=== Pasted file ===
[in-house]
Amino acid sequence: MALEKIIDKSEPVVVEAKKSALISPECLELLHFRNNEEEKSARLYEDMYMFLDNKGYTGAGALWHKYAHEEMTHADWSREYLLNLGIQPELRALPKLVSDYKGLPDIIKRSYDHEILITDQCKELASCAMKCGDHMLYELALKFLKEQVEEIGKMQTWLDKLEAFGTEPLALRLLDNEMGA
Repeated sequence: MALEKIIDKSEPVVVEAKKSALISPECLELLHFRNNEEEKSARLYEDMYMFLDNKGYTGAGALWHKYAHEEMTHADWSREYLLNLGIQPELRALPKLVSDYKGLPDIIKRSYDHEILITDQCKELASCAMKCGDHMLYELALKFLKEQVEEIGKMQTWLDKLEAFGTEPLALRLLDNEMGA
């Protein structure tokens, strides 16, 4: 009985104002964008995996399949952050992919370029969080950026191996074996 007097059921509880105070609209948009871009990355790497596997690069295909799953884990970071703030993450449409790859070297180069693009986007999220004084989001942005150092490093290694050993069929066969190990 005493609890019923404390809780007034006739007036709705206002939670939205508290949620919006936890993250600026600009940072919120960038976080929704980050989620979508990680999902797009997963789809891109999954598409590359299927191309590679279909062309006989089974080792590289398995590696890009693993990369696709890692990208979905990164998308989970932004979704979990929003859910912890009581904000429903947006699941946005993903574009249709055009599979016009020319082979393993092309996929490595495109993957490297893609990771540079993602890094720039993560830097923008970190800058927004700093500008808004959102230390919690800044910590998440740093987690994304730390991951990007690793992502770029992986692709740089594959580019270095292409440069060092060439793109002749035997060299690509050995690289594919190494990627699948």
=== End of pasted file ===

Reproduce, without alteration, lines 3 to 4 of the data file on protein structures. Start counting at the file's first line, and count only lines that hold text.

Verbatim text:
Repeated sequence: MALEKIIDKSEPVVVEAKKSALISPECLELLHFRNNEEEKSARLYEDMYMFLDNKGYTGAGALWHKYAHEEMTHADWSREYLLNLGIQPELRALPKLVSDYKGLPDIIKRSYDHEILITDQCKELASCAMKCGDHMLYELALKFLKEQVEEIGKMQTWLDKLEAFGTEPLALRLLDNEMGA
């Protein structure tokens, strides 16, 4: 009985104002964008995996399949952050992919370029969080950026191996074996 007097059921509880105070609209948009871009990355790497596997690069295909799953884990970071703030993450449409790859070297180069693009986007999220004084989001942005150092490093290694050993069929066969190990 005493609890019923404390809780007034006739007036709705206002939670939205508290949620919006936890993250600026600009940072919120960038976080929704980050989620979508990680999902797009997963789809891109999954598409590359299927191309590679279909062309006989089974080792590289398995590696890009693993990369696709890692990208979905990164998308989970932004979704979990929003859910912890009581904000429903947006699941946005993903574009249709055009599979016009020319082979393993092309996929490595495109993957490297893609990771540079993602890094720039993560830097923008970190800058927004700093500008808004959102230390919690800044910590998440740093987690994304730390991951990007690793992502770029992986692709740089594959580019270095292409440069060092060439793109002749035997060299690509050995690289594919190494990627699948």